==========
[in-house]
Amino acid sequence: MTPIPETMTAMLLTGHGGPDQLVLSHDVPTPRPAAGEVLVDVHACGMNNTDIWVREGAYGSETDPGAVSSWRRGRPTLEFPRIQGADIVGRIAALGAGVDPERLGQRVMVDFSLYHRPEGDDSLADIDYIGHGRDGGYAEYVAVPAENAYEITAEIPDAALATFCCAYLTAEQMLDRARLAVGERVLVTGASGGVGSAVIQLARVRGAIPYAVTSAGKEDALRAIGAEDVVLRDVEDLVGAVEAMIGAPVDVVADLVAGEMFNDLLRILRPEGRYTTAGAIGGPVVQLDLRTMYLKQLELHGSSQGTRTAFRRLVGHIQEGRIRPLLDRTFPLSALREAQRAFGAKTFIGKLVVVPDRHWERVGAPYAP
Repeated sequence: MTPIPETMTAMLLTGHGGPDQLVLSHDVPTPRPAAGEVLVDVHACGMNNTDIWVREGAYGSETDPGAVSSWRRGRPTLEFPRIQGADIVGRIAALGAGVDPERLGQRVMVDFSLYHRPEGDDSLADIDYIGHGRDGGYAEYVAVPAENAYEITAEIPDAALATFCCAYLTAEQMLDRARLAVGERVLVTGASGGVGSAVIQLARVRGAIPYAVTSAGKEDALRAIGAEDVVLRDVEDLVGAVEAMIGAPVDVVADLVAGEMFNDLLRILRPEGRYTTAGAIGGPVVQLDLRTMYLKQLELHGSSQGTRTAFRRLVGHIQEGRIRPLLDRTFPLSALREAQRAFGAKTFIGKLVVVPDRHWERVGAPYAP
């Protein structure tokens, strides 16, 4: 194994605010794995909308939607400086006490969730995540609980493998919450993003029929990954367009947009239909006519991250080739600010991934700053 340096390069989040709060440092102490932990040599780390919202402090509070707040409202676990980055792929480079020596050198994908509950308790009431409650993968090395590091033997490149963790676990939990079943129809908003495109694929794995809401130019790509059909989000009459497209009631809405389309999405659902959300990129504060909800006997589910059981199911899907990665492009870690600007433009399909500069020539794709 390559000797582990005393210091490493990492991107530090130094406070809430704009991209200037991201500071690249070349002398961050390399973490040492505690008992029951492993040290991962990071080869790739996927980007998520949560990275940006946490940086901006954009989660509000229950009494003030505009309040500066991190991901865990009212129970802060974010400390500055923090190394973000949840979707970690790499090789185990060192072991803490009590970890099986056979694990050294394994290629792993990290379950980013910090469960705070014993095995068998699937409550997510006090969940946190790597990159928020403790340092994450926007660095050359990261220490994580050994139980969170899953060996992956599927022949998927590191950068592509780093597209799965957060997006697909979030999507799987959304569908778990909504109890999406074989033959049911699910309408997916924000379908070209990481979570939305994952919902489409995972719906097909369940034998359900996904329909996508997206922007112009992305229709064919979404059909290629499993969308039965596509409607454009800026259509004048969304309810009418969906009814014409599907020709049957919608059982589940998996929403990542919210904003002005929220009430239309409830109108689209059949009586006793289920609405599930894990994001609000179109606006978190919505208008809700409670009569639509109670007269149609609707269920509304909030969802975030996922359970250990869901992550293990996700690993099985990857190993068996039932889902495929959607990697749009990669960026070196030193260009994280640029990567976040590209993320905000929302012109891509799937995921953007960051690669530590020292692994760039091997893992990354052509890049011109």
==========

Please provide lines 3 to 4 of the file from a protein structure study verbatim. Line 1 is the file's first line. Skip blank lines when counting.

Repeated sequence: MTPIPETMTAMLLTGHGGPDQLVLSHDVPTPRPAAGEVLVDVHACGMNNTDIWVREGAYGSETDPGAVSSWRRGRPTLEFPRIQGADIVGRIAALGAGVDPERLGQRVMVDFSLYHRPEGDDSLADIDYIGHGRDGGYAEYVAVPAENAYEITAEIPDAALATFCCAYLTAEQMLDRARLAVGERVLVTGASGGVGSAVIQLARVRGAIPYAVTSAGKEDALRAIGAEDVVLRDVEDLVGAVEAMIGAPVDVVADLVAGEMFNDLLRILRPEGRYTTAGAIGGPVVQLDLRTMYLKQLELHGSSQGTRTAFRRLVGHIQEGRIRPLLDRTFPLSALREAQRAFGAKTFIGKLVVVPDRHWERVGAPYAP
């Protein structure tokens, strides 16, 4: 194994605010794995909308939607400086006490969730995540609980493998919450993003029929990954367009947009239909006519991250080739600010991934700053 340096390069989040709060440092102490932990040599780390919202402090509070707040409202676990980055792929480079020596050198994908509950308790009431409650993968090395590091033997490149963790676990939990079943129809908003495109694929794995809401130019790509059909989000009459497209009631809405389309999405659902959300990129504060909800006997589910059981199911899907990665492009870690600007433009399909500069020539794709 390559000797582990005393210091490493990492991107530090130094406070809430704009991209200037991201500071690249070349002398961050390399973490040492505690008992029951492993040290991962990071080869790739996927980007998520949560990275940006946490940086901006954009989660509000229950009494003030505009309040500066991190991901865990009212129970802060974010400390500055923090190394973000949840979707970690790499090789185990060192072991803490009590970890099986056979694990050294394994290629792993990290379950980013910090469960705070014993095995068998699937409550997510006090969940946190790597990159928020403790340092994450926007660095050359990261220490994580050994139980969170899953060996992956599927022949998927590191950068592509780093597209799965957060997006697909979030999507799987959304569908778990909504109890999406074989033959049911699910309408997916924000379908070209990481979570939305994952919902489409995972719906097909369940034998359900996904329909996508997206922007112009992305229709064919979404059909290629499993969308039965596509409607454009800026259509004048969304309810009418969906009814014409599907020709049957919608059982589940998996929403990542919210904003002005929220009430239309409830109108689209059949009586006793289920609405599930894990994001609000179109606006978190919505208008809700409670009569639509109670007269149609609707269920509304909030969802975030996922359970250990869901992550293990996700690993099985990857190993068996039932889902495929959607990697749009990669960026070196030193260009994280640029990567976040590209993320905000929302012109891509799937995921953007960051690669530590020292692994760039091997893992990354052509890049011109």